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James Purdy was born in 1923 in the northwestern Ohio town of Fremont, now a city of 17,000. The product of a troubled marriage that ended in divorce, Purdy spent the early years of his youth on his grandmother’s farm, then alternated between the homes of his mother and father.
His rural upbringing is the source of much of his fiction. “Most of my books come from years back, and the people may have died or moved away, but they come back to me in memory,” he said in a 1974 interview. Inspired by stories told by his grandmother and great-grandmother, Purdy wrote Jeremy's Version (1970), The House of the Solitary Maggot (1974), Mourners Below (1981) and On Glory's Course (1984).
In 1941 he attended the University of Chicago. The following year Purdy was drafted into the U.S. Army. He was later honorably discharged and returned to Chicago in 1946 to take graduate courses. Years later, Purdy quipped that being a soldier gave him material for writing Eustace Chisholm and the Works (1967), a controversial novel about homosexual love.
Purdy taught English at Lawrence College in Beloit, Wisconsin, from 1949 to 1953. Though he wrote constantly, his work was rejected by commercial publishers for lacking general appeal. Purdy’s first books were printed privately by Chicago businessman Osborn Andreas, an acquaintance who believed Purdy’s work to be too powerful to go unnoticed.
With 800 copies of his novel, Don't Call Me by My Right Name, printed but not being read, Purdy acted on a hunch and mailed a copy of the book, as well as the manuscript for 63: Dream Palace, to Dame Edith Sitwell. The British author declared his writing a masterpiece and called Purdy “the finest American writer in the past hundred years.” Her influence resulted in the publication of 63: Dream Palace: A Novella and Nine Stories, by a London publisher. Only after commercial success in England did U.S. publishers seek interest in Purdy.
With the validation of his work in the American literary scene, Purdy received the prestigious Guggenheim Fellowship, in addition to an award from the National Institute of Arts and Letters. In 1961, the Ford Foundation awarded Purdy a grant.
|Photo credit: Ken Fitch|
Purdy is perhaps best known for the novel Malcolm, a 1959 underground classic that relates the story of a boy who runs away from his small town upbringing, only to face abuse and exploitation in the big city. Malcolm was later adapted as a play by Edward Albee.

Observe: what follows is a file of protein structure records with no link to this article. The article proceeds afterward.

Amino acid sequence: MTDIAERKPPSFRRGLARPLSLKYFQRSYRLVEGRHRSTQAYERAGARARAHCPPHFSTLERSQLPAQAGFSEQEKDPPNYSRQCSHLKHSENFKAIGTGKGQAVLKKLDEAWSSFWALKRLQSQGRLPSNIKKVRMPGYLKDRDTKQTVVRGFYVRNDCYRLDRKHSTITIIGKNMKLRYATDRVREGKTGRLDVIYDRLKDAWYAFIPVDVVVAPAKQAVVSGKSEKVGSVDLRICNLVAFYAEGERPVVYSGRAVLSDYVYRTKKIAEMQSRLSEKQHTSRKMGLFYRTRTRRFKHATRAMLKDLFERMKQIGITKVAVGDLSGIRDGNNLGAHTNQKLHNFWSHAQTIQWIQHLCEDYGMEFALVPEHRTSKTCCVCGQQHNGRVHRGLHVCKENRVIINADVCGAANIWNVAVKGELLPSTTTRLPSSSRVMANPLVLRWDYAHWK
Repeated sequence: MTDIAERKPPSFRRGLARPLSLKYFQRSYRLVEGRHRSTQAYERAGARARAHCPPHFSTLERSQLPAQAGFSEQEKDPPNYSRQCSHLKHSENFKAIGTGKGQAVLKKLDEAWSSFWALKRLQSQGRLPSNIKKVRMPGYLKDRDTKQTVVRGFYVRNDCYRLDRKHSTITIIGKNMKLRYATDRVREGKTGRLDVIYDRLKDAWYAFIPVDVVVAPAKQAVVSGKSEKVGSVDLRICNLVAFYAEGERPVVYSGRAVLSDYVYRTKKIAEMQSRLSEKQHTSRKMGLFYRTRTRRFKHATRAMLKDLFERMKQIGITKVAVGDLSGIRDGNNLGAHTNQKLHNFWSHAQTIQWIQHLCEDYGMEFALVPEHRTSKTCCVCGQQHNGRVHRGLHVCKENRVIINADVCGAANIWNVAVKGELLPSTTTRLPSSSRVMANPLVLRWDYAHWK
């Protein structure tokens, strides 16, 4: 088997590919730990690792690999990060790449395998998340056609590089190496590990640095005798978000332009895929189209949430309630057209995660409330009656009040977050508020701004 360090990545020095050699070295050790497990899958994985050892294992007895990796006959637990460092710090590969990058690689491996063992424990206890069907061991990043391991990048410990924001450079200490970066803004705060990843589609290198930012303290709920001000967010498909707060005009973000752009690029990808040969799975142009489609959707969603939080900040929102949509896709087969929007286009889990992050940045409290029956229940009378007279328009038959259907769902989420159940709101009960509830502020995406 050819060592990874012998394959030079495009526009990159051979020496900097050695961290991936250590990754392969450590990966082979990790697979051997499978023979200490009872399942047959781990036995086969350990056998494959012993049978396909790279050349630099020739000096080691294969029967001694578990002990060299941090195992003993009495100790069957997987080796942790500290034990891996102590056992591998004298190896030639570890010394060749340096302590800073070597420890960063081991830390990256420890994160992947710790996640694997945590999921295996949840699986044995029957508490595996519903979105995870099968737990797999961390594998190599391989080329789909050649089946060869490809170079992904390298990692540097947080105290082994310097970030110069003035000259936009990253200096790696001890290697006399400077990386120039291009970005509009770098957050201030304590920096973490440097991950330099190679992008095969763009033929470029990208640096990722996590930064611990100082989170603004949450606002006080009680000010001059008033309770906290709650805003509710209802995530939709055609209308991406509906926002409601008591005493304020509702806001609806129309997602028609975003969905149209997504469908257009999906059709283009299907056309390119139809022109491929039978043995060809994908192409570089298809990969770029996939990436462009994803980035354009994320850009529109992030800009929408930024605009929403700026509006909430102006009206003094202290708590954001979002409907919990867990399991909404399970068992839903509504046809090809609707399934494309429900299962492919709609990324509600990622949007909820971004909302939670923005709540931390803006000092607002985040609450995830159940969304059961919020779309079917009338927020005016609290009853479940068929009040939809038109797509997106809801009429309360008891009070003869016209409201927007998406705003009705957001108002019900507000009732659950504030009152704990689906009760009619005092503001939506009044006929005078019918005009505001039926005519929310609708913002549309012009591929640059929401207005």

In much of his work, Purdy fictionalizes what he believes to be the American family’s legacy of profound damage to children. Shocking descriptions of abused runaways, as in Malcolm, are present in his earlier works. In subsequent novels, such as Gertrude of Stony Island Avenue (1997), Purdy’s characters reveal destructive family relationships.
“What I write comes from so deep down,” Purdy once said in an interview with Publishers Weekly. “It’s a very physical thing to write. There’s sweat and pain.” In writing the conclusion of The House of the Solitary Maggot (1974), Purdy is said to have become ill from the horrific details he forced himself to put on paper.
His limited success in America’s literary scene has been attributed to harsh criticism by mainstream reviewers who have dismissed Purdy for being off-putting and weird. Purdy said, “Critics distrust imaginative, emotional writing like mine.” He has expressed disdain for the publishing business, calling big city publishers “little czars.” Explaining the lack of interest in his books by the American establishment, Purdy remarked, “the prize today goes to the antiseptic and the anesthetic.”
Amid the abundance of harsh reviews, Purdy has enjoyed praise from such notable figures as Gore Vidal, who wrote in 1978: "Over the past quarter century James Purdy has created an American language which was always there but never noticed until he began that series of prose works whose most recent manifestation is Narrow Rooms, a dark and splendid affair by an authentic American genius."
Purdy has confessed to believing in the supernatural, a theme that appears in Mourners Below (1981), a story of two brothers killed in the war, whose ghosts materialize in front of their surviving younger brother.
Another theme that emerges in his writing comes from Purdy’s suspicion of the American establishment. Cabot Wright Begins (1964) was described as a satire on corporate America. “Corporations want to destroy the artist’s integrity, and he just goes along,” said Purdy in a 1974 interview with Penthouse.
In 1996 the Ohioana Library Association chose Purdy to receive its annual Ohioana Career Award. Now in his early 80s, Purdy continues to live in Brooklyn, New York.